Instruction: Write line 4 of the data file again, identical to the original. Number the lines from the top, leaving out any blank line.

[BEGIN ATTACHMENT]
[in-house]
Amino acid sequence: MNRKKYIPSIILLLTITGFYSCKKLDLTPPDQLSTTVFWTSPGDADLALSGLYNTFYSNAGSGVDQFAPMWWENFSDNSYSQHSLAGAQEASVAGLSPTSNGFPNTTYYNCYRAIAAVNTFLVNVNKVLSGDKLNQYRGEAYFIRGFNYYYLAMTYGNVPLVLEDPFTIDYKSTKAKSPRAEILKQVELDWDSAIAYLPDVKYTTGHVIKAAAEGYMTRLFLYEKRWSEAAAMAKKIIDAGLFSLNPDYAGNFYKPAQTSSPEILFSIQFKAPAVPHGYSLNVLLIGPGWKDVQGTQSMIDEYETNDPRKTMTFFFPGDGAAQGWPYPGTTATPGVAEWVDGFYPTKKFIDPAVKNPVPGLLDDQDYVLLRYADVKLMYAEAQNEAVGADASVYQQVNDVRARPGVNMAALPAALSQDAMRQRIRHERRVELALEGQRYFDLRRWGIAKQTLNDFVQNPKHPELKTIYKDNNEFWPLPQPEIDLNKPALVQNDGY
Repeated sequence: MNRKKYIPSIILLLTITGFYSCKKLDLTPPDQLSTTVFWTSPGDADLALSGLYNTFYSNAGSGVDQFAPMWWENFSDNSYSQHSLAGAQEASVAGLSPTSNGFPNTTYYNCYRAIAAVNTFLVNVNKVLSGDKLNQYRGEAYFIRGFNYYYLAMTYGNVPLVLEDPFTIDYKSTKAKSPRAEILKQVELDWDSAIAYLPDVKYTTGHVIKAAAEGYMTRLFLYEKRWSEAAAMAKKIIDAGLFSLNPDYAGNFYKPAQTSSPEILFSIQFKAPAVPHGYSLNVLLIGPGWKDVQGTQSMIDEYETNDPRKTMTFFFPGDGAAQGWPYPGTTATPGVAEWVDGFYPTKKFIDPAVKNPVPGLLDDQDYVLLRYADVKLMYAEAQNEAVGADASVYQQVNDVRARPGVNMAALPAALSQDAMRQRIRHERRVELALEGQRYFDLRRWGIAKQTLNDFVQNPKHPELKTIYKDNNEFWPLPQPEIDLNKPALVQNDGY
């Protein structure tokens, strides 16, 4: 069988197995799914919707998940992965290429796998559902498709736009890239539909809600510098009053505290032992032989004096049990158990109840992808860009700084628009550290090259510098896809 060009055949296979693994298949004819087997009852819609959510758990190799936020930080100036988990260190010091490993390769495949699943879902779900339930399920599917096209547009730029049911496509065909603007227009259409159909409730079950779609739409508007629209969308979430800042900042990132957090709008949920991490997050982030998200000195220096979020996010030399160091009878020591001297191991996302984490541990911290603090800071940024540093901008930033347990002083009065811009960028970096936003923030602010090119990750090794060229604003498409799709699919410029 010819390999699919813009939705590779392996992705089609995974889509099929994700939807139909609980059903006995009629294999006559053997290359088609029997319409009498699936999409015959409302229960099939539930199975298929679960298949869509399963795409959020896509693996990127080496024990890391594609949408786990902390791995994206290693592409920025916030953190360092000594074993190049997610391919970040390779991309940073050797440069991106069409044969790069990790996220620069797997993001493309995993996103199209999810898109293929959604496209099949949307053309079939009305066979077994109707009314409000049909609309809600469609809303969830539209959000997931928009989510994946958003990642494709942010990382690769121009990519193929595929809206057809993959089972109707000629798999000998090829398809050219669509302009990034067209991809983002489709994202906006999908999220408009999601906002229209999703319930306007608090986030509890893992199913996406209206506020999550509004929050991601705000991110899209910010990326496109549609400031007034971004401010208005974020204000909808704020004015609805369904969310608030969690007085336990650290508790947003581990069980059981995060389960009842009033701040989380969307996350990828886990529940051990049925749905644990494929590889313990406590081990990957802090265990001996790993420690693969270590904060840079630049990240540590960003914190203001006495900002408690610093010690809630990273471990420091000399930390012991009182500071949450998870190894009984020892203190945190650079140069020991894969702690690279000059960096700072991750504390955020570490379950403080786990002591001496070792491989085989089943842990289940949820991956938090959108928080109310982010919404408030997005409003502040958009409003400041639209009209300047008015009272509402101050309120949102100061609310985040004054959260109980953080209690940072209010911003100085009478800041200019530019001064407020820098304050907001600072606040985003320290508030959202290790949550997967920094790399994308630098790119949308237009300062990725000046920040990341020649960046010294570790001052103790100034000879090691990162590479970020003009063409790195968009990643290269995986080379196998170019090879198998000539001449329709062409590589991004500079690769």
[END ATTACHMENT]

């Protein structure tokens, strides 16, 4: 069988197995799914919707998940992965290429796998559902498709736009890239539909809600510098009053505290032992032989004096049990158990109840992808860009700084628009550290090259510098896809 060009055949296979693994298949004819087997009852819609959510758990190799936020930080100036988990260190010091490993390769495949699943879902779900339930399920599917096209547009730029049911496509065909603007227009259409159909409730079950779609739409508007629209969308979430800042900042990132957090709008949920991490997050982030998200000195220096979020996010030399160091009878020591001297191991996302984490541990911290603090800071940024540093901008930033347990002083009065811009960028970096936003923030602010090119990750090794060229604003498409799709699919410029 010819390999699919813009939705590779392996992705089609995974889509099929994700939807139909609980059903006995009629294999006559053997290359088609029997319409009498699936999409015959409302229960099939539930199975298929679960298949869509399963795409959020896509693996990127080496024990890391594609949408786990902390791995994206290693592409920025916030953190360092000594074993190049997610391919970040390779991309940073050797440069991106069409044969790069990790996220620069797997993001493309995993996103199209999810898109293929959604496209099949949307053309079939009305066979077994109707009314409000049909609309809600469609809303969830539209959000997931928009989510994946958003990642494709942010990382690769121009990519193929595929809206057809993959089972109707000629798999000998090829398809050219669509302009990034067209991809983002489709994202906006999908999220408009999601906002229209999703319930306007608090986030509890893992199913996406209206506020999550509004929050991601705000991110899209910010990326496109549609400031007034971004401010208005974020204000909808704020004015609805369904969310608030969690007085336990650290508790947003581990069980059981995060389960009842009033701040989380969307996350990828886990529940051990049925749905644990494929590889313990406590081990990957802090265990001996790993420690693969270590904060840079630049990240540590960003914190203001006495900002408690610093010690809630990273471990420091000399930390012991009182500071949450998870190894009984020892203190945190650079140069020991894969702690690279000059960096700072991750504390955020570490379950403080786990002591001496070792491989085989089943842990289940949820991956938090959108928080109310982010919404408030997005409003502040958009409003400041639209009209300047008015009272509402101050309120949102100061609310985040004054959260109980953080209690940072209010911003100085009478800041200019530019001064407020820098304050907001600072606040985003320290508030959202290790949550997967920094790399994308630098790119949308237009300062990725000046920040990341020649960046010294570790001052103790100034000879090691990162590479970020003009063409790195968009990643290269995986080379196998170019090879198998000539001449329709062409590589991004500079690769």